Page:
Crazy Horse and Sitting Bull attacked the white soldiers and killed many of them. When Red Cloud heard about this, he knew that his men will have to suffer so he agreed to move them to a place given to them by the government. Sitting Bull fled with his men to Canada while Crazy Horse tried to evade the US soldiers. In the end however, he was forced to surrender to the Americans and agree to move to a reservation. During the relocation, Crazy Horse was killed after he tried to attack a soldier. Crazy Horse was buried at what will be later known as being Wounded Knee.

Sitting Bull was later joined in Canada by another Indian chief named Young Joseph. He was a member of the Nez Percé tribe and he was forced to run from America after he refused to give up his land. His people however soon became sick and Young Joseph decided to return to America and live on a reservation.

In 1877, Little Wolf, a Cheyenne leader left the reservation in search for food. His people were forced to return back to the reservation after they were caught by the US soldiers but Little Wolf refused to surrender. Little Wolf and his followers continued to trek the land for more than a year before returning to the reservation as well.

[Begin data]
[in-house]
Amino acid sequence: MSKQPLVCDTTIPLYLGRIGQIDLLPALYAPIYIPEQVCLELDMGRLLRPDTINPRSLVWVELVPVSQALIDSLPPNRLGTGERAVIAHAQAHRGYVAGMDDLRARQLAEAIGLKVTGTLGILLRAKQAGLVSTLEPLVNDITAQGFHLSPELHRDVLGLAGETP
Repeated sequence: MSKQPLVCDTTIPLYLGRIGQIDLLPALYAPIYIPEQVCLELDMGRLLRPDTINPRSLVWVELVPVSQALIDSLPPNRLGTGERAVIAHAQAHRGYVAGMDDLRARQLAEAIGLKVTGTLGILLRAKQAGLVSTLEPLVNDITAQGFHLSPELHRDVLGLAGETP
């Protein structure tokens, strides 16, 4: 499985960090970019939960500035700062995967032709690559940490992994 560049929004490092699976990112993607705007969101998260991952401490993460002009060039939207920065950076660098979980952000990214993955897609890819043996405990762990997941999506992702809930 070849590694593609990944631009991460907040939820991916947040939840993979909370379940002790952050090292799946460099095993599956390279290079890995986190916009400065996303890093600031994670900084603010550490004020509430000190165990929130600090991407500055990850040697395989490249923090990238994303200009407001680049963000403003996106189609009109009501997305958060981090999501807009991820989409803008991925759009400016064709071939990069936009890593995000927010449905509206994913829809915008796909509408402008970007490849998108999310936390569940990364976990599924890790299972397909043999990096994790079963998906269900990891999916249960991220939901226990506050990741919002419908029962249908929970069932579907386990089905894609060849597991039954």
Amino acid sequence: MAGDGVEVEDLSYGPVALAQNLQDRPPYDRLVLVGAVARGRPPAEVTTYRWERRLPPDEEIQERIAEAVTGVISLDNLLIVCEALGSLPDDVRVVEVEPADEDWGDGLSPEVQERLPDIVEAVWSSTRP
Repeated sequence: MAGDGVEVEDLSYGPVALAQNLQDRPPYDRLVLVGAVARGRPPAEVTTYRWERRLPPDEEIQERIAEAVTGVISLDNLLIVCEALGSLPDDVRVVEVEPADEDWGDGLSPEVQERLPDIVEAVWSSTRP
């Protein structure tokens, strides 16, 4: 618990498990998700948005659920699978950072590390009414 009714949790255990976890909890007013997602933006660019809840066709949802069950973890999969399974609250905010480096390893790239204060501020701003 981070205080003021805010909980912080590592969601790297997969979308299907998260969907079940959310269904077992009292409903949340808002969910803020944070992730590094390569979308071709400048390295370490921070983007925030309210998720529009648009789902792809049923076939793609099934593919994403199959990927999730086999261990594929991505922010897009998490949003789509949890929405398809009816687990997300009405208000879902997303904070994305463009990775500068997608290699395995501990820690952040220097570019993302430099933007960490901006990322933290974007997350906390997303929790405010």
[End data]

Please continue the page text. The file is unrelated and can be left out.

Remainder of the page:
In the same year, another tribe learned that they were to be moved to a reservation. The tribe, the Poncas, were led by a chief named White Eagle. Before agreeing to be moved, White Eagle visited the reservation where they were supposed to be relocated and found that the land was not fertile enough to offer enough food for the tribe. Despite this, the Poncas were moved to the reservation where many died in a short time. General Crook militated for their cause but it was decided that the Poncas had no right to choose where they want to live. The Poncas were later allowed to move to Nebraska but yet at the same time were forbidden to leave their reservation in Kansas.

The book ends with the description of the Wounded Knee massacre. The events took place after Sitting Bull’s death when another leader named Big Foot took control over the men who followed Sitting Bull. Big Foot and his men were captured by the US soldiers and then taken to Wounded Knee. The Indians were stripped of their arms and then put under heavy protection. It is believes that the US soldiers mistook a man waving his rifle as being violent. The rifle went off, and the soldiers began killing the Indians, women, children and men. Three hundred Indians died that day and the book closes with the descriptions of the bodies of the dead Indians being carried by wagons.